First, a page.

1934 Alfa Romeo Tipo B P3
Documents: Proof of EC Taxes Paid
- The 6th of 7 second-series wide-body examples
- One of three examples originally fitted with Dubonnet independent front suspension and reversed quarter-elliptical leaf springs
- Campaigned by Scuderia Ferrari during the 1934 and 1935 Grand Prix seasons
- Driven by racing luminaries including Tazio Nuvolari and Rene Dreyfus
- Well-documented ownership history; extremely authentic example
- Sensational example of the first monoposto Grand Prix model
- One of Alfa Romeo’s most important pre-war race cars
THE ALFA ROMEO MONOPOSTO
In late 1931, Alfa Romeo engineer Vittorio Jano began designing a new Grand Prix car to compete with the latest models from Bugatti and Maserati. While a 2.6-litre version of Alfa’s successful inline eight-cylinder was chosen as a powerplant, Jano sought a more purpose-built chassis and body than the sports car-style Monza spiders.
Using the two-seat P2 Grand Prix car as a foundation, Jano engineered an extremely light chassis, which he mounted with new centreline slipper-style single-seat coachwork that placed the driver at the car’s exact centre, for ideal weight distribution. The resulting Tipo B, or P3, was noteworthy, as it was the first Grand Prix car to feature monoposto coachwork configuration.
Weighing just 701 kilograms, the Tipo B was immediately successful during the 1932 season, as the legendary Tazio Nuvolari won the Monza Grand Prix, and team cars took 1-2-3 finishes at the French and German Grand Prix. Six initial Tipo B examples were built with the original 1932 specifications.
After the Great Depression forced Alfa Romeo into government receivership in 1933, the manufacturer was financially prohibited from racing expenditures and formally withdrew from competition. Management took exception, however, when the Maserati brothers’ newer monoposto car beat an older 8C Monza being run by the Scuderia Ferrari, and consequently decided to entrust the newest factory cars to its unofficial team. The Scuderia Ferrari took full advantage of the Tipo B, using it to win the Coppa Acerbo and the Italian and Spanish Grand Prix.
In 1934, formula rules changed to demand wider and heavier cars, and Alfa complied by widening the bodywork on the original five P3 cars. A batch of seven additional examples was then built to the newer specifications, and these cars received larger 2.9-litre engines. Numbering sequentially from chassis number 50001, these wide-body cars were often identified by their Scuderia Ferrari number.
The new cars continued to perform admirably, winning in Monaco, Alessandria, Tripoli, and Casablanca, as well as the Targa Florio. By mid-1934, however, the competition had caught up and the Tipo B’s dominance began to wane, though Louis Chiron and Achille Varzi contributed to a 1-2-3 finish at the French Grand Prix, while Varzi won the event at Nice later that year.
During the off-season, Enzo Ferrari enticed Nuvolari to return to the Scuderia, and the Tipo B cars were further modified with the introduction of Dubonnet-style independent front suspension and reversed quarter-elliptical leaf springs at the rear (which Nuvolari had pioneered to great effect with the Bugatti Type 59). In this configuration, Nuvolari won the 1935 Pau and German Grand Prix, while Carlo Pintacuda won the Mille Miglia, and Chiron and Brivio finished 1-2 at the Targa Florio. Numerous other wins followed at minor events like at Bergamo, Biella, Turin, and Dieppe.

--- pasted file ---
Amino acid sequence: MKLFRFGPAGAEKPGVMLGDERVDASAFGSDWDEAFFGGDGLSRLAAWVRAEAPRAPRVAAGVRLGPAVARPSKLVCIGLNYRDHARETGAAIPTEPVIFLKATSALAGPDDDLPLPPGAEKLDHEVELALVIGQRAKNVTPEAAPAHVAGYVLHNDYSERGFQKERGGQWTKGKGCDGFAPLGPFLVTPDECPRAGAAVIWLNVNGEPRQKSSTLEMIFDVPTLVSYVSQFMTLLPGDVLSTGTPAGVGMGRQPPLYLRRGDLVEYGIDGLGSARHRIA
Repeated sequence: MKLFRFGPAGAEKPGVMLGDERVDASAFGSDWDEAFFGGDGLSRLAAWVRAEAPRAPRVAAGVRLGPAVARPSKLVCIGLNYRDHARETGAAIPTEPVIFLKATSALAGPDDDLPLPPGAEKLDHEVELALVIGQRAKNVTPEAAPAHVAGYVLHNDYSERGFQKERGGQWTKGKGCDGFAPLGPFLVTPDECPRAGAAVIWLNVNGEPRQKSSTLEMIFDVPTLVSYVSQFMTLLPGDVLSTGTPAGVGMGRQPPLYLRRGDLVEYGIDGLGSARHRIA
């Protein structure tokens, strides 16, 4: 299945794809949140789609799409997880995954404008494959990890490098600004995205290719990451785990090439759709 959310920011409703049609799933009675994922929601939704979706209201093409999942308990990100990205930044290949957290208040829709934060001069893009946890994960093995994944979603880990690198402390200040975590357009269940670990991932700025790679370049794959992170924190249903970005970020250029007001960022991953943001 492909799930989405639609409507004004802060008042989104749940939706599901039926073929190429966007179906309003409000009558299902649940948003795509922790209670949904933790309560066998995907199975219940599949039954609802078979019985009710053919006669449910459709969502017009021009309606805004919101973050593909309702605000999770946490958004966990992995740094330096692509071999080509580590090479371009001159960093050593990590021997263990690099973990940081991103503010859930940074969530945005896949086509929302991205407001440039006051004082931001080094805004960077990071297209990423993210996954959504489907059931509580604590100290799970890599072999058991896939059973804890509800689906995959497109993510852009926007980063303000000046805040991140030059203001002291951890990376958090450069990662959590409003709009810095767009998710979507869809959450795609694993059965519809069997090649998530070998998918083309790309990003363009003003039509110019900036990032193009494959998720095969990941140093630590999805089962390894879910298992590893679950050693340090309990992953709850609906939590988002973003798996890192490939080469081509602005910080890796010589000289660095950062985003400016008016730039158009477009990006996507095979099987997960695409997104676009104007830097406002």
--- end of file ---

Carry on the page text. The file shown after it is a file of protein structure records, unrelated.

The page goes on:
SCUDERIA FERRARI NUMBER 46
Chassis number 50006 is the sixth example of the seven second-series wide-body cars, and one of three originally fitted with the Dubonnet suspension and reversed quarter-elliptical leaf springs (as opposed to being converted by the factory following initial manufacture). Stamped with Scuderia Ferrari number 46, this car interchangeably participated in the campaigns of 1935 with the other Tipo B cars. Individual chassis records were not recorded by the factory or the Scuderia, so it is nearly impossible to determine with any certainty which chassis was used in any given race. It is nevertheless strongly believed that this car was piloted and tested by vaunted drivers like Nuvolari and Varzi. However, it can be proven that this car was indeed campaigned at the 1935 Masyrk Grand Prix in Brno, Czechoslovakia, with Antonio Brivio, placing 4th overall. For the 1935 season, the Tipo B proved to be a highly competitive car and accrued a number of overall victories that year, including at the Targa Florio and Nuvolari’s highly celebrated victory at the German Grand Prix at the Nürburgring
In late 1936, the Scuderia Ferrari sold this P3 to Frank Ashby, an English engineer who ran the car at the Brighton Speed Trials in October. He continued to campaign it in hill climbs and other events over the next two years at venues like Brooklands. When the original engine began to crack, Ashby built and installed a new cylinder head and undertook modifications to the radiator and exhaust. His local racing exploits were covered by the British motoring press in magazines like Motor Sport and The Light Car. Ashby later emigrated to Sydney, Australia, where he reportedly befriended a young Jack Brabham and recommended engineering modifications that helped propel the talented driver to his successful multi-championship career.